Title:
Photographic film
United States Patent 2214205


Abstract:
This invention relates to a photographic film, and has for its object to provide a flexible, transparent protective coating for the emulsion or. light-sensitive layer of such a film, so as to avoid abrasion of the film before development, while not interfering with retouching or etching of...



Inventors:
Potter, Rowland S.
Lawrence, Webster
Application Number:
US27810839A
Publication Date:
09/10/1940
Filing Date:
06/08/1939
Assignee:
DEFENDER PHOTO SUPPLY COMPANY
Primary Class:
Other Classes:
430/961
International Classes:
G03C1/76; G03C11/08
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Description:

This invention relates to a photographic film, and has for its object to provide a flexible, transparent protective coating for the emulsion or. light-sensitive layer of such a film, so as to avoid abrasion of the film before development, while not interfering with retouching or etching of the film when necessary, or in any way affecting printing or sacrificing clearness.

It is old to protect a film by coating with a layer of clear gelatin, but this has the objection that after the film is developed, the outer surface of the gelatin coating is smooth and glossy and makes it difficult to retouch the film, and if the protective coating contains a matting ingredient, this shows as graininess in the printing or results in loss of fine definition of the subject.

An object of the invention is to provide a film with a protective coating which after developing has a rough, non-glossy surface that can easily be retouched or etched.

Another purpose of the invention is to prevent abrasion marks on the film by applying to it a protective coating made up of materials such that when the film is developed and placed in water or processing solutions, certain soluble portions in the coating will be removed while certain non-soluble portions will remain, leaving a hardened coating with a non-glossy, rough 80 surface that is minutely broken or sponge-like in character, the remaining hardened coating being of such character that the surface can readily be retouched or etched.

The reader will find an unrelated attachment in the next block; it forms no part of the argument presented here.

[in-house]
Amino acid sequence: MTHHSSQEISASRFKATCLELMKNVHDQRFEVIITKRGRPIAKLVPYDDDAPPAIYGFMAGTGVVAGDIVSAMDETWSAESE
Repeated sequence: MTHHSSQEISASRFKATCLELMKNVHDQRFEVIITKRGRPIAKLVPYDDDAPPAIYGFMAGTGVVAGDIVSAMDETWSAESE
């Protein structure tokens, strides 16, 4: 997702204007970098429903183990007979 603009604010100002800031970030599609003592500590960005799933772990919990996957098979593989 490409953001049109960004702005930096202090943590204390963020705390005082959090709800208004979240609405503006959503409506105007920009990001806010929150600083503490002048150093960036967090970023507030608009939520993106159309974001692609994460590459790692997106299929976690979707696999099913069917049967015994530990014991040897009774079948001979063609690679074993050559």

More particularly the invention has for its objective to afford a protective coating including two or more water-soluble materials and a hardening agent which acts upon one of the watersoluble materials to render it insoluble in water, while the other soluble material is not affected by the hardening agent and is removed during processing of the film.

To these and other ends, the invention consists in the construction that will appear clearly from the following description when read in conjunction with the accompanying drawing, the novel features being uointed out in the claims following the specification.

The drawing shows the invention applied to a conventional photographic film.

Referring to the drawing, I designates a film base or support, 2 is a photographic or lightsensitive layer or emulsion, and 3 is a protective coating applied over the light-sensitive emulsion layer 2, and composed of the materials that will now be described.